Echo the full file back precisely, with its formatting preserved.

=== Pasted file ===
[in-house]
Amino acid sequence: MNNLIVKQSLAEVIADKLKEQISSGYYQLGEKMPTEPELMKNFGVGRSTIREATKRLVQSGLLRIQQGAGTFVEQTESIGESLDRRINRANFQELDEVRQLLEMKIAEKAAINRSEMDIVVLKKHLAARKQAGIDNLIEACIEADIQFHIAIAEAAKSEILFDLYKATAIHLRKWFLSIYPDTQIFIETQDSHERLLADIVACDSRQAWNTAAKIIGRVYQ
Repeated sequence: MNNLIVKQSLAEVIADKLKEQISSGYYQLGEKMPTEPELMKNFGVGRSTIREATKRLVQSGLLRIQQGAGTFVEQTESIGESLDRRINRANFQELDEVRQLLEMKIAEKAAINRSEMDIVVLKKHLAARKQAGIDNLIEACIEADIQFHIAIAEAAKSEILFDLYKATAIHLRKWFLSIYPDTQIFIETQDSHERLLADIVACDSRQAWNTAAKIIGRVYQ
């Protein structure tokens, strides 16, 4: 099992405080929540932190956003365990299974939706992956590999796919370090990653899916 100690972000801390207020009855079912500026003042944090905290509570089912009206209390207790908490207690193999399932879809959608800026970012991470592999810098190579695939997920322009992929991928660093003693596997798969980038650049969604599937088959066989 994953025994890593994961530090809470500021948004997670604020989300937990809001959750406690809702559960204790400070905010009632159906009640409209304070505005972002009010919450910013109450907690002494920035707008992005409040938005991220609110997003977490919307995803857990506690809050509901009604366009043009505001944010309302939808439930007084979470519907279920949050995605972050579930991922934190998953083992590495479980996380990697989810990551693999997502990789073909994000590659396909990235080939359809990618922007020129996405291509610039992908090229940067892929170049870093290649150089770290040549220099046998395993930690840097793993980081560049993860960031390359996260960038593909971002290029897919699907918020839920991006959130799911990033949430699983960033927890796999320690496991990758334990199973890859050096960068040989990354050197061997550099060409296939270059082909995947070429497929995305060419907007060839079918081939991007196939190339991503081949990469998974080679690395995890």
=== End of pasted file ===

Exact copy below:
[in-house]
Amino acid sequence: MNNLIVKQSLAEVIADKLKEQISSGYYQLGEKMPTEPELMKNFGVGRSTIREATKRLVQSGLLRIQQGAGTFVEQTESIGESLDRRINRANFQELDEVRQLLEMKIAEKAAINRSEMDIVVLKKHLAARKQAGIDNLIEACIEADIQFHIAIAEAAKSEILFDLYKATAIHLRKWFLSIYPDTQIFIETQDSHERLLADIVACDSRQAWNTAAKIIGRVYQ
Repeated sequence: MNNLIVKQSLAEVIADKLKEQISSGYYQLGEKMPTEPELMKNFGVGRSTIREATKRLVQSGLLRIQQGAGTFVEQTESIGESLDRRINRANFQELDEVRQLLEMKIAEKAAINRSEMDIVVLKKHLAARKQAGIDNLIEACIEADIQFHIAIAEAAKSEILFDLYKATAIHLRKWFLSIYPDTQIFIETQDSHERLLADIVACDSRQAWNTAAKIIGRVYQ
């Protein structure tokens, strides 16, 4: 099992405080929540932190956003365990299974939706992956590999796919370090990653899916 100690972000801390207020009855079912500026003042944090905290509570089912009206209390207790908490207690193999399932879809959608800026970012991470592999810098190579695939997920322009992929991928660093003693596997798969980038650049969604599937088959066989 994953025994890593994961530090809470500021948004997670604020989300937990809001959750406690809702559960204790400070905010009632159906009640409209304070505005972002009010919450910013109450907690002494920035707008992005409040938005991220609110997003977490919307995803857990506690809050509901009604366009043009505001944010309302939808439930007084979470519907279920949050995605972050579930991922934190998953083992590495479980996380990697989810990551693999997502990789073909994000590659396909990235080939359809990618922007020129996405291509610039992908090229940067892929170049870093290649150089770290040549220099046998395993930690840097793993980081560049993860960031390359996260960038593909971002290029897919699907918020839920991006959130799911990033949430699983960033927890796999320690496991990758334990199973890859050096960068040989990354050197061997550099060409296939270059082909995947070429497929995305060419907007060839079918081939991007196939190339991503081949990469998974080679690395995890």